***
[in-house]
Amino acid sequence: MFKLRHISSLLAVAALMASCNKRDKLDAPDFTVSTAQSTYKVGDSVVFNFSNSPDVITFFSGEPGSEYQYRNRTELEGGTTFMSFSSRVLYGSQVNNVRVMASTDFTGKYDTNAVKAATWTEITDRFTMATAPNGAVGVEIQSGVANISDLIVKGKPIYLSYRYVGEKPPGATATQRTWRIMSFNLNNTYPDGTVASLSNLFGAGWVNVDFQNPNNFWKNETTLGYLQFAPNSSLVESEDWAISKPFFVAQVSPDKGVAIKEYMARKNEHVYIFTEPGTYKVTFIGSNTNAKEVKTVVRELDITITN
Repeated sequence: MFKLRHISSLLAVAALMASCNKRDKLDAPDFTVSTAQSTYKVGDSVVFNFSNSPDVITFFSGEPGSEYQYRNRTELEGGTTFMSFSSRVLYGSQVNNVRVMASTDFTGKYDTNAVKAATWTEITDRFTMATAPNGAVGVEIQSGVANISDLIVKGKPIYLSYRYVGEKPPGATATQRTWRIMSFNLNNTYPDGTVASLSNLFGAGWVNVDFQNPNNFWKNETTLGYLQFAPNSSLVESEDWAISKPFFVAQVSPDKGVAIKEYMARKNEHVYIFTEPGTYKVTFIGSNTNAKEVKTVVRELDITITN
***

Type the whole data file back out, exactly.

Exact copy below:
[in-house]
Amino acid sequence: MFKLRHISSLLAVAALMASCNKRDKLDAPDFTVSTAQSTYKVGDSVVFNFSNSPDVITFFSGEPGSEYQYRNRTELEGGTTFMSFSSRVLYGSQVNNVRVMASTDFTGKYDTNAVKAATWTEITDRFTMATAPNGAVGVEIQSGVANISDLIVKGKPIYLSYRYVGEKPPGATATQRTWRIMSFNLNNTYPDGTVASLSNLFGAGWVNVDFQNPNNFWKNETTLGYLQFAPNSSLVESEDWAISKPFFVAQVSPDKGVAIKEYMARKNEHVYIFTEPGTYKVTFIGSNTNAKEVKTVVRELDITITN
Repeated sequence: MFKLRHISSLLAVAALMASCNKRDKLDAPDFTVSTAQSTYKVGDSVVFNFSNSPDVITFFSGEPGSEYQYRNRTELEGGTTFMSFSSRVLYGSQVNNVRVMASTDFTGKYDTNAVKAATWTEITDRFTMATAPNGAVGVEIQSGVANISDLIVKGKPIYLSYRYVGEKPPGATATQRTWRIMSFNLNNTYPDGTVASLSNLFGAGWVNVDFQNPNNFWKNETTLGYLQFAPNSSLVESEDWAISKPFFVAQVSPDKGVAIKEYMARKNEHVYIFTEPGTYKVTFIGSNTNAKEVKTVVRELDITITN